On the other hand, Counsel for the State submitted that a large number of injuries were inflicted on the deceased by the appellants. The ...5/-
appellants must have known that such large number of injuries caused by them would result in the death of the victim in the ordinary course of nature. He, therefore, submitted that the case clearly comes under Section 302 IPC. To be more precise he submits that the case would fall under Section 300 "thirdly" IPC.
We have gone through the evidence on record and have noticed the features of the case. Firstly, the occurrence has its genesis in a trivial matter namely the unintended hitting of Nanla (PW5) by the stick of appellant No.2 when they were dancing at the festival. There was some protest giving rise to exchange of abuses and altercation but the matter rested there. Thereafter, the parties took ’prasad’ and proceeded to their respective villages. It is thus apparent that what happened was not premeditated and the appellants had not come particularly prepared for the incident. Secondly, ...6/-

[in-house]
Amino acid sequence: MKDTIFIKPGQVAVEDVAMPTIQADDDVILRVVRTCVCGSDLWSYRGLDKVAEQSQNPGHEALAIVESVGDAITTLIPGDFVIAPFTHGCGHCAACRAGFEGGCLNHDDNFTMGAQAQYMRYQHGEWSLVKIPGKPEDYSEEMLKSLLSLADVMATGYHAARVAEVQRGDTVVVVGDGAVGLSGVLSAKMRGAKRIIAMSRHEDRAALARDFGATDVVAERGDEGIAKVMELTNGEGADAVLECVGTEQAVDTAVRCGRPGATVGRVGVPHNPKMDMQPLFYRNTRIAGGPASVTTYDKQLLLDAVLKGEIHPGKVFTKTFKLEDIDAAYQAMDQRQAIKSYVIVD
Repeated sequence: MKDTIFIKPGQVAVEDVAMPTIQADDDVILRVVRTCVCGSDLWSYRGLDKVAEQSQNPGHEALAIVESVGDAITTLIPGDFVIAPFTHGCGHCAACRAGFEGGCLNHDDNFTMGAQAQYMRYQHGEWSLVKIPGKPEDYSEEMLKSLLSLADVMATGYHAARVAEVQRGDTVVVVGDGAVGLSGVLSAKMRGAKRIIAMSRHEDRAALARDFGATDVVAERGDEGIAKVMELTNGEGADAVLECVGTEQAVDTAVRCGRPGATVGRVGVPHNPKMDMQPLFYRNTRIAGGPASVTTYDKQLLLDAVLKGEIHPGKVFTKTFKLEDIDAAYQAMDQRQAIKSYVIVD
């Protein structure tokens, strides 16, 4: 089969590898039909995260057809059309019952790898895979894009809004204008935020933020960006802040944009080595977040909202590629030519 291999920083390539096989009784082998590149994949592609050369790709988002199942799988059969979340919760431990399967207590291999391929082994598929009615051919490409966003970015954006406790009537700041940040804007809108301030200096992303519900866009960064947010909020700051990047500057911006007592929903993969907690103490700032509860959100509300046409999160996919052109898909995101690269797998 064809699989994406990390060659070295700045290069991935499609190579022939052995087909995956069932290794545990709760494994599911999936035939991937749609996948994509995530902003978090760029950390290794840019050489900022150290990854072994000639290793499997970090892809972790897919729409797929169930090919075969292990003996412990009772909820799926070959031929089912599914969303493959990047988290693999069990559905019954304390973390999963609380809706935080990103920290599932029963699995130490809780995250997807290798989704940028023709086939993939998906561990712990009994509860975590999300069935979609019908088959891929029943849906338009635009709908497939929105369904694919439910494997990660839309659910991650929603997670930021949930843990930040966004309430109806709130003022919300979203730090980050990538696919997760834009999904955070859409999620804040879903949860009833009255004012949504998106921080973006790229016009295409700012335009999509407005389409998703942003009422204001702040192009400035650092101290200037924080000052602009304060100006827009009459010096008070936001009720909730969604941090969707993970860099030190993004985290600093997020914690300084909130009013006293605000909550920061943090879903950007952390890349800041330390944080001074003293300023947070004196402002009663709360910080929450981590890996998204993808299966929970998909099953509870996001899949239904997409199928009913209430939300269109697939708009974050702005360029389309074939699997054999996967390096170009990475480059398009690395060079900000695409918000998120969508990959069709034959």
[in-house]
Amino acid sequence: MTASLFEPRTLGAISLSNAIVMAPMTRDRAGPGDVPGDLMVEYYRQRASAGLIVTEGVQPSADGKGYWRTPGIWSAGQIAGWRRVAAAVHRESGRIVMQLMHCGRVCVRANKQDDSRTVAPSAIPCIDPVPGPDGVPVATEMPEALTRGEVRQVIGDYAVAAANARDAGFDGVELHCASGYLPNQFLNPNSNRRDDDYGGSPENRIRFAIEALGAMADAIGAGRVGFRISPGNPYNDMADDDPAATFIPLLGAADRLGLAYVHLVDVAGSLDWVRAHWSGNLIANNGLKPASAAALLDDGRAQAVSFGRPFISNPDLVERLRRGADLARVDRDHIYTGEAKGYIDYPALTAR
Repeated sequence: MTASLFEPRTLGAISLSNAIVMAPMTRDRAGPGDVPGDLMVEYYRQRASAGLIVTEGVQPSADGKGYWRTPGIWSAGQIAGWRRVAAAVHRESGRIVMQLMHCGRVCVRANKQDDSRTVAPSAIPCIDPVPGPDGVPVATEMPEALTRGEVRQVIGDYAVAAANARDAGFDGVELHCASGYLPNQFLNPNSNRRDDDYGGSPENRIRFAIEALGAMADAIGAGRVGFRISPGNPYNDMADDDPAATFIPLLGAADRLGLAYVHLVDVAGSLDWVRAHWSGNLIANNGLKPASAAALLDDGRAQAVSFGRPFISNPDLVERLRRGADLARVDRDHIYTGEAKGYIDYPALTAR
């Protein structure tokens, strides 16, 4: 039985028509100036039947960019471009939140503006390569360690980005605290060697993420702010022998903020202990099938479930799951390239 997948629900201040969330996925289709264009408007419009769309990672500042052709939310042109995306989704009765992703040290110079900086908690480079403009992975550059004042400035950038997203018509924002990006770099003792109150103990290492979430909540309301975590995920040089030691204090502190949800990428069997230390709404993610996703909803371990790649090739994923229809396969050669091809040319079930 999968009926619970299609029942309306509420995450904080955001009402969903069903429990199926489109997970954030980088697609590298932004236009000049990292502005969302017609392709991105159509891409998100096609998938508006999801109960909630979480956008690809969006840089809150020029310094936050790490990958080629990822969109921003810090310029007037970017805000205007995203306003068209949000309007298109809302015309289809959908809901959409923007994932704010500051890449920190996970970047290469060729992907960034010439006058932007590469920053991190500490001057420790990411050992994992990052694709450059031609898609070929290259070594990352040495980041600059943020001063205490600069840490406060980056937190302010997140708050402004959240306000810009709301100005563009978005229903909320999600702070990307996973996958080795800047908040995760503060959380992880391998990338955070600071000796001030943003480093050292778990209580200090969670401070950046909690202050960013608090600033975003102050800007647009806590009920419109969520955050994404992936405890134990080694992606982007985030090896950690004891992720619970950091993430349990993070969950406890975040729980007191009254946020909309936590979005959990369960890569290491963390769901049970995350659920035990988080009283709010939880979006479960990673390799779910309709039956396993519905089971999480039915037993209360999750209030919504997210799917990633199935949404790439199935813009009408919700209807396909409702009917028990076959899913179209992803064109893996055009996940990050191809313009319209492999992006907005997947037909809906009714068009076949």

while returning to their respective villages the appellants caught hold of Nanla (PW5) but there was intervention by the deceased Rayla. This is what made Rayla the target of the appellants. The injuries inflicted were by lathis carried by the appellants and some of them picked up stones which they found lying nearby. Thirdly, the medical evidence discloses that the following injuries were caused :- 1. Swelling of the size of 3 cm. x 3 cm. on the outer margin of the eye and right side of the face. 2. Swelling of the dia of 4 cm. on the head bone of left parietal bone. 3. A spreading swelling over the left of the nostril and on the Mazalary bone of the left face. 4. Spreading swelling in the region of the left collar bone. 5. In the half upper portion of the left arm spreading swelling. ...7/-